Approaches to consolidate Circular Economical Thinking through Higher Education
Considering higher education’s part, it could prove equally crucial, since it is the responsible actor for shaping the capacities and mentality of most of the professionals in key positions, hence it can make substantial contributions in boosting the required changes through teaching, applied research, collaboration with industry and student led initiatives.
Higher education institutions (HEIs) are in position to broaden CE learning with respect to “transition themes and methods” (policy levers, the role of ICT, etc.), as well as to involve more social scientists to the transition efforts by including CE courses to economics, political science, sociology, and pedagogy schools. Outside the lecture hall, institutions can actively promote the CE mentality through introducing CE-related extracurricular activities, clean-energy campus initiatives, and zero-waste operating canteens.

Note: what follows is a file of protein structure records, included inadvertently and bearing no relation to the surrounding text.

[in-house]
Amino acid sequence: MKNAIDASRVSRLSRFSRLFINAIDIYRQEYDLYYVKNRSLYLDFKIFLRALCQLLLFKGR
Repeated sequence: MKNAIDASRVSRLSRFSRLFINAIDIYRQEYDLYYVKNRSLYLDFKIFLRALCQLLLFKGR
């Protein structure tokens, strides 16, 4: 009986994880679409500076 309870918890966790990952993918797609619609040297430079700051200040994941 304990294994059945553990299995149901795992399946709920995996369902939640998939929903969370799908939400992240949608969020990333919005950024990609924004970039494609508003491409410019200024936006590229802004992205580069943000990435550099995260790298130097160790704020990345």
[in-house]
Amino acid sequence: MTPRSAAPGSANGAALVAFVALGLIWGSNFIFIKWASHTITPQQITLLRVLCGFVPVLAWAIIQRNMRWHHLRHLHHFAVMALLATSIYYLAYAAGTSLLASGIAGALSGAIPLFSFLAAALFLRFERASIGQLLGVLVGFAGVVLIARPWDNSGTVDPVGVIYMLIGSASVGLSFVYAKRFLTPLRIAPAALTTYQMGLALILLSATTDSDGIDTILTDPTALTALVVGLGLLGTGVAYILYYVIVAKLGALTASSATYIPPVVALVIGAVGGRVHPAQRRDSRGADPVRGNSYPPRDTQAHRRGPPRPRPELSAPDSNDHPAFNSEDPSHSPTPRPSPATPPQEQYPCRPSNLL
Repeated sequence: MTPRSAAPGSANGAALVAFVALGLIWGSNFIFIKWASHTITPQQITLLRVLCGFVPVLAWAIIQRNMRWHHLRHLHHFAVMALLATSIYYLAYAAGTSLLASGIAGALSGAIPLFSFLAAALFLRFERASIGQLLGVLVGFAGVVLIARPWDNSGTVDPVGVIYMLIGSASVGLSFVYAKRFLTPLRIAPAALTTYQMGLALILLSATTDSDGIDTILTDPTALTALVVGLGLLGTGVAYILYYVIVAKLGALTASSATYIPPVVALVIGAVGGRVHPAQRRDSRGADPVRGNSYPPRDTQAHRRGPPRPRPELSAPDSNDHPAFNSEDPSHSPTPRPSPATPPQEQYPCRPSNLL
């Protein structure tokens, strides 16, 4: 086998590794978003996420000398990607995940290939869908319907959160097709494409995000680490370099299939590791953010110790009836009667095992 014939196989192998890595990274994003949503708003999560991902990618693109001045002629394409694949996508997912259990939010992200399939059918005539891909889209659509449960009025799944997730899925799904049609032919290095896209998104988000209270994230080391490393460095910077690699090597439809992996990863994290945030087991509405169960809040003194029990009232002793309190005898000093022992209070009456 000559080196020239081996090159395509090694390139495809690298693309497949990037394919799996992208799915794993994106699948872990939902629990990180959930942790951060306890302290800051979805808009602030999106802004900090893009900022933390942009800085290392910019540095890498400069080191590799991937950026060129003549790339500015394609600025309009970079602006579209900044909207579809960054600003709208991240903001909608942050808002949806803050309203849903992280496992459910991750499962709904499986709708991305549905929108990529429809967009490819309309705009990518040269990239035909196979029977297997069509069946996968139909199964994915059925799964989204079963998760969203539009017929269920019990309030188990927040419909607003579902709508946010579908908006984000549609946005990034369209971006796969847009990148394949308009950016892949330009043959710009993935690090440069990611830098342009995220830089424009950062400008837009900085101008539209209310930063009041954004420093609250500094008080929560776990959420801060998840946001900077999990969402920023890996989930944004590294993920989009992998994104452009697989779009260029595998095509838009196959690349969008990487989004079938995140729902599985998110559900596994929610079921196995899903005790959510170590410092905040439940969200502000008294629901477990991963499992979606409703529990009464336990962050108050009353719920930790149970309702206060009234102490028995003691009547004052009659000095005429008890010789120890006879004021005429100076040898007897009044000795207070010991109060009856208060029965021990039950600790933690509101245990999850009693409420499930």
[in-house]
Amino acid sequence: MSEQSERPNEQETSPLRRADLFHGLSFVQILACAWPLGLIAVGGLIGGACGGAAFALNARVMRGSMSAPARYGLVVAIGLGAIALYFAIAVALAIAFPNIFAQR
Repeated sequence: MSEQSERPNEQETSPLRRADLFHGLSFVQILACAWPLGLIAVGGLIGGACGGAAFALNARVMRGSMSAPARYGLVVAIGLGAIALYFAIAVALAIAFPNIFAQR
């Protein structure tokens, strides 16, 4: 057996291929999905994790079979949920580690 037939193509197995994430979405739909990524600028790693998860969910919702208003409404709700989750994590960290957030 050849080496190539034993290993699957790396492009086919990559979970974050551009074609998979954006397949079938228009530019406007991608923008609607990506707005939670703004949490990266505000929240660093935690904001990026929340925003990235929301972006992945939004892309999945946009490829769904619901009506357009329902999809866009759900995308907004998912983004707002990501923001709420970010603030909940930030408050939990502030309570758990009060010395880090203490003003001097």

Furthermore, HEIs catalyst role in research can contribute to the requested transition through various ways that lead to innovation, as well as to more qualitative information both for the market and industry. In particular, HEIs can proceed to partnerships with local businesses and industry gaining mutual benefits and introducing CE frameworks directly in local and regional level. The provision of evidence of demand for CE skillsets along with the adaptation of curricula to that purpose could also ignite a virtuous cycle of sustainability working frameworks. Moreover, investment to research on methods of CE implementation and larger scale transitions shall multiply the aforementioned benefits, as well as the number of beneficiaries.
HEIs can also enhance sustainability by providing training grounds, where future professionals and citizens can become environmentally conscious, by providing real and innovative actions that aim to increase environmental awareness and commitment to engage in appropriate action (e.g. organization of a Green Day). Also the creation of a fund for students and researchers, available for launching their own CE principles-abiding projects could serve as an incubator for sustainable enterprises.